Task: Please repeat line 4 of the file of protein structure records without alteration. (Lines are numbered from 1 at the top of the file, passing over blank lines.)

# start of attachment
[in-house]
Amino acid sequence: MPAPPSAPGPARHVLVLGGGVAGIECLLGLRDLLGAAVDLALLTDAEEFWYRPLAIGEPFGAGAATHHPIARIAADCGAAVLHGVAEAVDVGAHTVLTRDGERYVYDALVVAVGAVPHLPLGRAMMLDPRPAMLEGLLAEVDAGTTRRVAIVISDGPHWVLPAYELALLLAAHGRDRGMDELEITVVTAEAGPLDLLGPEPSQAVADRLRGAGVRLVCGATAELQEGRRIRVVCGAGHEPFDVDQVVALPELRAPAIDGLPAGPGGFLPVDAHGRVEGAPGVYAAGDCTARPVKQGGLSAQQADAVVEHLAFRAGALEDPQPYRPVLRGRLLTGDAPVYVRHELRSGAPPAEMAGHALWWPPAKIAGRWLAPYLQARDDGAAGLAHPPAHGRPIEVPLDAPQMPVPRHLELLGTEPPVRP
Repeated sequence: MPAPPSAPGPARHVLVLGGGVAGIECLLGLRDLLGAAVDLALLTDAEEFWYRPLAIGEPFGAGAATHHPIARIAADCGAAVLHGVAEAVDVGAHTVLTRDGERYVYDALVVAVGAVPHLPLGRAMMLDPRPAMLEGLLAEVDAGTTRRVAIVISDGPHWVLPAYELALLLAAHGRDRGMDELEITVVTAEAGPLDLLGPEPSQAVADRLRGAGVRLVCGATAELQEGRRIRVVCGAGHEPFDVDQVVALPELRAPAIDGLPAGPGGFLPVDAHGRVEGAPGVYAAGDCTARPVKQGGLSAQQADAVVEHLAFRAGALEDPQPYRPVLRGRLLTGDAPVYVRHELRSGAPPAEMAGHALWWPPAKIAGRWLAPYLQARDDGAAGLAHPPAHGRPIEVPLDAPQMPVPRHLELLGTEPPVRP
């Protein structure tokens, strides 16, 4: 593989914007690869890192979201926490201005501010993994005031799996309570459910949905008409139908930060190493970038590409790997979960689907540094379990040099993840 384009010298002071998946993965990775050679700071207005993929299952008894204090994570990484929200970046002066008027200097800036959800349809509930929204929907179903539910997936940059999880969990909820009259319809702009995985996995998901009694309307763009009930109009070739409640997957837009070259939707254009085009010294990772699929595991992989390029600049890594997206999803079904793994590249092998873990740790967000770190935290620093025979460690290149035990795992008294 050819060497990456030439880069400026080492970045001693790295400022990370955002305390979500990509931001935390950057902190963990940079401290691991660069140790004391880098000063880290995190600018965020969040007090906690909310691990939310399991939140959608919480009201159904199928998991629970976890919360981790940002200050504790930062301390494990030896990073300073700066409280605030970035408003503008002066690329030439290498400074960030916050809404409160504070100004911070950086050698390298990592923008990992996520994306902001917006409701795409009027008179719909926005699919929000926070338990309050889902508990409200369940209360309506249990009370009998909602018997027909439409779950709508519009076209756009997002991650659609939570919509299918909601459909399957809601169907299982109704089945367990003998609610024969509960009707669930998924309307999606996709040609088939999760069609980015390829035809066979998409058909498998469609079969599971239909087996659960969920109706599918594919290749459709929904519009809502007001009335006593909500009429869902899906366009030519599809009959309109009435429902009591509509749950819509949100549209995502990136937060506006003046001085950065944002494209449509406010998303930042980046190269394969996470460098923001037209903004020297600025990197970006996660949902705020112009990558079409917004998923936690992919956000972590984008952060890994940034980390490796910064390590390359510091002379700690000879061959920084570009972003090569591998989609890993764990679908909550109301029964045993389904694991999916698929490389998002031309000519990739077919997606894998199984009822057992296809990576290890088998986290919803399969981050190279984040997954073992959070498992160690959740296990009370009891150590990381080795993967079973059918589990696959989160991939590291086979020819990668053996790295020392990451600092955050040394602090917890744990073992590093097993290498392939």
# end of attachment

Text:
């Protein structure tokens, strides 16, 4: 593989914007690869890192979201926490201005501010993994005031799996309570459910949905008409139908930060190493970038590409790997979960689907540094379990040099993840 384009010298002071998946993965990775050679700071207005993929299952008894204090994570990484929200970046002066008027200097800036959800349809509930929204929907179903539910997936940059999880969990909820009259319809702009995985996995998901009694309307763009009930109009070739409640997957837009070259939707254009085009010294990772699929595991992989390029600049890594997206999803079904793994590249092998873990740790967000770190935290620093025979460690290149035990795992008294 050819060497990456030439880069400026080492970045001693790295400022990370955002305390979500990509931001935390950057902190963990940079401290691991660069140790004391880098000063880290995190600018965020969040007090906690909310691990939310399991939140959608919480009201159904199928998991629970976890919360981790940002200050504790930062301390494990030896990073300073700066409280605030970035408003503008002066690329030439290498400074960030916050809404409160504070100004911070950086050698390298990592923008990992996520994306902001917006409701795409009027008179719909926005699919929000926070338990309050889902508990409200369940209360309506249990009370009998909602018997027909439409779950709508519009076209756009997002991650659609939570919509299918909601459909399957809601169907299982109704089945367990003998609610024969509960009707669930998924309307999606996709040609088939999760069609980015390829035809066979998409058909498998469609079969599971239909087996659960969920109706599918594919290749459709929904519009809502007001009335006593909500009429869902899906366009030519599809009959309109009435429902009591509509749950819509949100549209995502990136937060506006003046001085950065944002494209449509406010998303930042980046190269394969996470460098923001037209903004020297600025990197970006996660949902705020112009990558079409917004998923936690992919956000972590984008952060890994940034980390490796910064390590390359510091002379700690000879061959920084570009972003090569591998989609890993764990679908909550109301029964045993389904694991999916698929490389998002031309000519990739077919997606894998199984009822057992296809990576290890088998986290919803399969981050190279984040997954073992959070498992160690959740296990009370009891150590990381080795993967079973059918589990696959989160991939590291086979020819990668053996790295020392990451600092955050040394602090917890744990073992590093097993290498392939």